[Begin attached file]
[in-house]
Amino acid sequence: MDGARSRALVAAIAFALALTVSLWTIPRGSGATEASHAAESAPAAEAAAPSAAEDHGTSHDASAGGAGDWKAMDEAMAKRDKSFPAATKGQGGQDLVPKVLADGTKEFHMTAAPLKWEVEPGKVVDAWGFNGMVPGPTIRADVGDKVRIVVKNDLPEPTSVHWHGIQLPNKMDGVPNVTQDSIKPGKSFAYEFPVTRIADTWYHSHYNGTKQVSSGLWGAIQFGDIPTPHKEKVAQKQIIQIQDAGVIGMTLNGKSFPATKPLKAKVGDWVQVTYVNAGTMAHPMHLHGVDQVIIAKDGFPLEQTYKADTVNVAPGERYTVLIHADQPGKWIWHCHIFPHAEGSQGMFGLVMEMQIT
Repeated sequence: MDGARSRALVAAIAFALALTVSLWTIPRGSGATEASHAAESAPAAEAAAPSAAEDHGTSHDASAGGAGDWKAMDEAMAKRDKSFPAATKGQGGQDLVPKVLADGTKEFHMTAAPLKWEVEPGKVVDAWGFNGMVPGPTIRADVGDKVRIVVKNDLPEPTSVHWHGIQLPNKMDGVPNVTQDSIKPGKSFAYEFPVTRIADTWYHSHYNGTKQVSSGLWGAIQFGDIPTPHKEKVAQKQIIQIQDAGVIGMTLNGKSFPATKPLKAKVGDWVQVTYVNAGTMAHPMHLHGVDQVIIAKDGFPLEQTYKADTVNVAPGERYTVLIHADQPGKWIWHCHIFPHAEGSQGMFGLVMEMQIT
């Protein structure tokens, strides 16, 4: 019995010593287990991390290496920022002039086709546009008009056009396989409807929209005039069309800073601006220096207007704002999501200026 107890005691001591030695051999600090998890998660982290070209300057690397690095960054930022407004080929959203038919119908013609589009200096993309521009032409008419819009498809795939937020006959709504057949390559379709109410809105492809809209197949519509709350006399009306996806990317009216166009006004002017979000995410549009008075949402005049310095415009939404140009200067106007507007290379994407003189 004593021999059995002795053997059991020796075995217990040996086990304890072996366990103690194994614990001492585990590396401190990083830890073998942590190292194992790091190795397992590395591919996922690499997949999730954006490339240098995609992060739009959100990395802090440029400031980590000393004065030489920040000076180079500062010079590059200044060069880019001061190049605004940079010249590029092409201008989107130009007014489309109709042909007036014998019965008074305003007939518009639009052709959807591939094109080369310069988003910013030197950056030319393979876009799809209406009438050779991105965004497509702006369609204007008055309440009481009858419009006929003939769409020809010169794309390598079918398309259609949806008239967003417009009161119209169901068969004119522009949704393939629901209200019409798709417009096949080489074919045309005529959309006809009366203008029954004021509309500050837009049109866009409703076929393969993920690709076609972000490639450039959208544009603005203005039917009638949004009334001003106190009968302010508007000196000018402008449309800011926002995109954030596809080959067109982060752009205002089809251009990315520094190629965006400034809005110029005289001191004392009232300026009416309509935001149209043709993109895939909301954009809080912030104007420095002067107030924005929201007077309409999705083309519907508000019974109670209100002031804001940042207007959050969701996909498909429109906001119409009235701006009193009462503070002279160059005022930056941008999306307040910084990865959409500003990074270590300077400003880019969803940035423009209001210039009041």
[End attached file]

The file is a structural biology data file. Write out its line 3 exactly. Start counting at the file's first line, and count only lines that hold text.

Repeated sequence: MDGARSRALVAAIAFALALTVSLWTIPRGSGATEASHAAESAPAAEAAAPSAAEDHGTSHDASAGGAGDWKAMDEAMAKRDKSFPAATKGQGGQDLVPKVLADGTKEFHMTAAPLKWEVEPGKVVDAWGFNGMVPGPTIRADVGDKVRIVVKNDLPEPTSVHWHGIQLPNKMDGVPNVTQDSIKPGKSFAYEFPVTRIADTWYHSHYNGTKQVSSGLWGAIQFGDIPTPHKEKVAQKQIIQIQDAGVIGMTLNGKSFPATKPLKAKVGDWVQVTYVNAGTMAHPMHLHGVDQVIIAKDGFPLEQTYKADTVNVAPGERYTVLIHADQPGKWIWHCHIFPHAEGSQGMFGLVMEMQIT